"Clearly this is a massive, logistically challenge and so far, so good," said Cooper.
Duke is taking one of its medical buildings and dedicating it to vaccinations.
There was a line of personnel waiting to get the Pzifer shot.
"The available vaccine has really started to shine some light into a dark time for our team," said Duke University Hospital President Dr. Thomas Owens. "Health care workers are tired, we've worked very hard. The start of vaccination has been a beacon of hope."
Staff began administering the shots last Monday and the work continued this weekend and by the start of Monday, more than 1,400 health care workers have been vaccinated.
Faye Williams was the first person to receive it at Duke a week ago and screened Cooper upon his arrival.
First Duke worker to get COVID-19 vaccine explains how she's feeling two days later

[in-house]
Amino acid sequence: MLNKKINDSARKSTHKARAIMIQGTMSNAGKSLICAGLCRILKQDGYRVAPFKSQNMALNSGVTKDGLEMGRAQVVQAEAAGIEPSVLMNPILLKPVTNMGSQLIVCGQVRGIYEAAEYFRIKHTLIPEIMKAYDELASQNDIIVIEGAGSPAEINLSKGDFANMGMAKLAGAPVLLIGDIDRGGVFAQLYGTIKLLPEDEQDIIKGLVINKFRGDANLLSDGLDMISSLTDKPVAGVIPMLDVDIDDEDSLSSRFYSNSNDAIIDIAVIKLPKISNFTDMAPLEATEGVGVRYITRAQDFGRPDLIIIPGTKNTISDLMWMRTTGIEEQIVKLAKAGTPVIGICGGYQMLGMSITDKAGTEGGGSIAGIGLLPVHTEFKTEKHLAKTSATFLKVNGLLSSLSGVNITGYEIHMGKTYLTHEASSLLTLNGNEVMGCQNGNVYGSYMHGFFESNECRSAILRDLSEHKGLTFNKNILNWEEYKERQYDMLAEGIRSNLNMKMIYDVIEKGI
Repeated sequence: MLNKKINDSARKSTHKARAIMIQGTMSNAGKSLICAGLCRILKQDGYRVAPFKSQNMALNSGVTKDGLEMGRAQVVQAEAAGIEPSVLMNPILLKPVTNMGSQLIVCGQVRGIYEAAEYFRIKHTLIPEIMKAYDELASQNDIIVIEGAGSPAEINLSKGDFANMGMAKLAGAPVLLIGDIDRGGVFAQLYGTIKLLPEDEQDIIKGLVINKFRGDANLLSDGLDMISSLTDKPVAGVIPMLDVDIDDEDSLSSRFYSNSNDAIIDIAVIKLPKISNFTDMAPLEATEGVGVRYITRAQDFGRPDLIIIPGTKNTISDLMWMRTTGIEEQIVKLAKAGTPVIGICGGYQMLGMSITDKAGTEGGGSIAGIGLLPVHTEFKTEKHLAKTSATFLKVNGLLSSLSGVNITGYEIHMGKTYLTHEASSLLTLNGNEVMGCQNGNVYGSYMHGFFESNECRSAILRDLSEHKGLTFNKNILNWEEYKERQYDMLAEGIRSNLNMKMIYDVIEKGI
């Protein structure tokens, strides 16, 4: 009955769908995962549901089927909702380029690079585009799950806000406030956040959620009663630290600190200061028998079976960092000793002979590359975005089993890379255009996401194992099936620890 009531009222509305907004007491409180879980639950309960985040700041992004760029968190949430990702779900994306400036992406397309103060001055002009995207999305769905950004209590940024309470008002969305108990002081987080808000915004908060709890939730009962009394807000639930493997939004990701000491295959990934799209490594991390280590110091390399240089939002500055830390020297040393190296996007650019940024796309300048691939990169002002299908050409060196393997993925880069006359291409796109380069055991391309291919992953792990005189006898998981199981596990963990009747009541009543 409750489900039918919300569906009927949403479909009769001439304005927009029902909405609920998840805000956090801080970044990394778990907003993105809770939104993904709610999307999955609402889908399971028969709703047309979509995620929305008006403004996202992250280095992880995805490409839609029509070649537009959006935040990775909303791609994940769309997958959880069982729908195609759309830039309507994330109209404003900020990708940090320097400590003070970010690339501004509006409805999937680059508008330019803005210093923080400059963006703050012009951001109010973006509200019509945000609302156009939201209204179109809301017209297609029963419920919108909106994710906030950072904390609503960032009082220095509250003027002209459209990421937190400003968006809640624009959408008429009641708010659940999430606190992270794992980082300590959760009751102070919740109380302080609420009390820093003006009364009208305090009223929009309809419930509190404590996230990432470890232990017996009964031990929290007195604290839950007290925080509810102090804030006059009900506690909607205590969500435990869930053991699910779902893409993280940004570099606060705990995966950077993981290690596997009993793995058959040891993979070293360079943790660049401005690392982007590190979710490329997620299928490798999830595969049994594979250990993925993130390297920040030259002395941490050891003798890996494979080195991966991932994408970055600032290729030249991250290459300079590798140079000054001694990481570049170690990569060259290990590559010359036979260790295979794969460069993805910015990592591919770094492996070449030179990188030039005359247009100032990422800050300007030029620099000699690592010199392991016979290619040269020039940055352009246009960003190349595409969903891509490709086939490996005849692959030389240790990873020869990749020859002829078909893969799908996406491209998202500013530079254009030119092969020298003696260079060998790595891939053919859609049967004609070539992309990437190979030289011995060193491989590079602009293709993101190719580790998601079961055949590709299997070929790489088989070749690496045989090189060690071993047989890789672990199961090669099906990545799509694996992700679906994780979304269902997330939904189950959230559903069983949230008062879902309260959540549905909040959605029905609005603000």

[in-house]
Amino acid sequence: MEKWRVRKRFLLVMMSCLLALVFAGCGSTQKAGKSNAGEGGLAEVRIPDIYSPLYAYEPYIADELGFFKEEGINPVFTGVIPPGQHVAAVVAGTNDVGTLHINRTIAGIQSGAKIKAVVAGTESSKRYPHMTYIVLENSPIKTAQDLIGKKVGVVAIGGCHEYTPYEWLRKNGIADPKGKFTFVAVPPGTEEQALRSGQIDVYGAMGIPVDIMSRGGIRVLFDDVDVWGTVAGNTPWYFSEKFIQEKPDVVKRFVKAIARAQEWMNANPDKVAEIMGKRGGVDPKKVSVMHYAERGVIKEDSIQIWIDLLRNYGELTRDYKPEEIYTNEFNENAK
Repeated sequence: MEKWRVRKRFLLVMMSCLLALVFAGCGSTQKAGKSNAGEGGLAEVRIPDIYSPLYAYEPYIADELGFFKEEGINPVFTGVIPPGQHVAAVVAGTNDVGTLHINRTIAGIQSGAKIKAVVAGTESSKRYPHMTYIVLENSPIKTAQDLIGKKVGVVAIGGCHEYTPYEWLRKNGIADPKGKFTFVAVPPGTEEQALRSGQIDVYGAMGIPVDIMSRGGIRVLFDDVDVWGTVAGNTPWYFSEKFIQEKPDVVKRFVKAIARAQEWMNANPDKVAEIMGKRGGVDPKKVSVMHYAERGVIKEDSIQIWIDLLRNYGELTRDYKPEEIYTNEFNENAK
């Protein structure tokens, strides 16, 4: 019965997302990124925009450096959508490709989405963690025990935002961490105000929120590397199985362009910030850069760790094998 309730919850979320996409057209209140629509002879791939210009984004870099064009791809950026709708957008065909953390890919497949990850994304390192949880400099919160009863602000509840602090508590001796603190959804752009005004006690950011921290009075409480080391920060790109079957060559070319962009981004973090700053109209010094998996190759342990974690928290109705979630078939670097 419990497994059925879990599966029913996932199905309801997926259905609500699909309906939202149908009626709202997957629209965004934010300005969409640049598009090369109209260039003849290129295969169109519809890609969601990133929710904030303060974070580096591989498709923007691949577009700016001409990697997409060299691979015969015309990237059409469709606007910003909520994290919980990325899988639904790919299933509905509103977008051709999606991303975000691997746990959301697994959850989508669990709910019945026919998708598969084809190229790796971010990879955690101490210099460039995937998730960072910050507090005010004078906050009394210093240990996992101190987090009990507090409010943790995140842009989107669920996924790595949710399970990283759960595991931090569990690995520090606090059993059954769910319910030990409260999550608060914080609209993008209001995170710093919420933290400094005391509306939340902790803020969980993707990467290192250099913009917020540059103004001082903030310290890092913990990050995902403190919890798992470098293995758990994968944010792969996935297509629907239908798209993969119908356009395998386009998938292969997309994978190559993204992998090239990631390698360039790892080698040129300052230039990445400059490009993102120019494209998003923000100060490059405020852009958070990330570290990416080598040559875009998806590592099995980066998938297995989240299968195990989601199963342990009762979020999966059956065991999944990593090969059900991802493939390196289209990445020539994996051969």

"I feel like a million bucks, no side effects," said Williams.
While the vaccine is offering some hope, Cooper says folks shouldn't let their guard down.
"We still have a few months here where things are very dire. The numbers are high across the country. The pandemic is a challenge still across the world and we need to continue to advocate for personal responsibility particularly as we come to the holidays," said Cooper.
The Moderna vaccine was approved last week and local health departments began receiving shipments Monday morning.
State leaders says starting Monday of next week, vaccinations will begin at long-term care facilities.
"It's exciting to see us be able to get vaccine to even more places in our state," said NCDHHS Secretary Dr. Mandy Cohen.